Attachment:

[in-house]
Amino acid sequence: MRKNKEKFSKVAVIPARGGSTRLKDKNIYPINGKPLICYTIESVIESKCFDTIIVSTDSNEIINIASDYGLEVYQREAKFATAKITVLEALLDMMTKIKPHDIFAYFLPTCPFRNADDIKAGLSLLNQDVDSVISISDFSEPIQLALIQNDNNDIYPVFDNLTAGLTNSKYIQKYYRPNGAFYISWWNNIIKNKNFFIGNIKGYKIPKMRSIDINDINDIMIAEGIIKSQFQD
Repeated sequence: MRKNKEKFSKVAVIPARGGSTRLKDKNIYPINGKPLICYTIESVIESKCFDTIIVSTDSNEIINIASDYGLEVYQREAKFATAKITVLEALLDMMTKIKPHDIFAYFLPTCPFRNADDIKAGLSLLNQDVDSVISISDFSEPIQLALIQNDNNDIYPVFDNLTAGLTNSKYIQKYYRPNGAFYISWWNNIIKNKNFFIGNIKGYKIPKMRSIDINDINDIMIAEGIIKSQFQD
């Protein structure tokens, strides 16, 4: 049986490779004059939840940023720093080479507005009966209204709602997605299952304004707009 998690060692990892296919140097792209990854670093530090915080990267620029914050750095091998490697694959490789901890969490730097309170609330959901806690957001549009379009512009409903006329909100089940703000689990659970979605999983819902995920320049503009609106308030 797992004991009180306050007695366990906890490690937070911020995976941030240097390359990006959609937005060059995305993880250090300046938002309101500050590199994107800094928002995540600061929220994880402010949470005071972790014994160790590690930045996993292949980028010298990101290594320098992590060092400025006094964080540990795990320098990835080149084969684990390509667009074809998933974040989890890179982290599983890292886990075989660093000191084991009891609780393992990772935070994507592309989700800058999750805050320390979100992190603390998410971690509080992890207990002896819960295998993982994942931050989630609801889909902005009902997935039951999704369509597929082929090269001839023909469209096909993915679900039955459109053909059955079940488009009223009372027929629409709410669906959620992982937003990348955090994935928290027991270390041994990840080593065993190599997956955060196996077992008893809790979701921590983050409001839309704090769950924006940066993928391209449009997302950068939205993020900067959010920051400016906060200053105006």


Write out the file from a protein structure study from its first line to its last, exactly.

[in-house]
Amino acid sequence: MRKNKEKFSKVAVIPARGGSTRLKDKNIYPINGKPLICYTIESVIESKCFDTIIVSTDSNEIINIASDYGLEVYQREAKFATAKITVLEALLDMMTKIKPHDIFAYFLPTCPFRNADDIKAGLSLLNQDVDSVISISDFSEPIQLALIQNDNNDIYPVFDNLTAGLTNSKYIQKYYRPNGAFYISWWNNIIKNKNFFIGNIKGYKIPKMRSIDINDINDIMIAEGIIKSQFQD
Repeated sequence: MRKNKEKFSKVAVIPARGGSTRLKDKNIYPINGKPLICYTIESVIESKCFDTIIVSTDSNEIINIASDYGLEVYQREAKFATAKITVLEALLDMMTKIKPHDIFAYFLPTCPFRNADDIKAGLSLLNQDVDSVISISDFSEPIQLALIQNDNNDIYPVFDNLTAGLTNSKYIQKYYRPNGAFYISWWNNIIKNKNFFIGNIKGYKIPKMRSIDINDINDIMIAEGIIKSQFQD
């Protein structure tokens, strides 16, 4: 049986490779004059939840940023720093080479507005009966209204709602997605299952304004707009 998690060692990892296919140097792209990854670093530090915080990267620029914050750095091998490697694959490789901890969490730097309170609330959901806690957001549009379009512009409903006329909100089940703000689990659970979605999983819902995920320049503009609106308030 797992004991009180306050007695366990906890490690937070911020995976941030240097390359990006959609937005060059995305993880250090300046938002309101500050590199994107800094928002995540600061929220994880402010949470005071972790014994160790590690930045996993292949980028010298990101290594320098992590060092400025006094964080540990795990320098990835080149084969684990390509667009074809998933974040989890890179982290599983890292886990075989660093000191084991009891609780393992990772935070994507592309989700800058999750805050320390979100992190603390998410971690509080992890207990002896819960295998993982994942931050989630609801889909902005009902997935039951999704369509597929082929090269001839023909469209096909993915679900039955459109053909059955079940488009009223009372027929629409709410669906959620992982937003990348955090994935928290027991270390041994990840080593065993190599997956955060196996077992008893809790979701921590983050409001839309704090769950924006940066993928391209449009997302950068939205993020900067959010920051400016906060200053105006």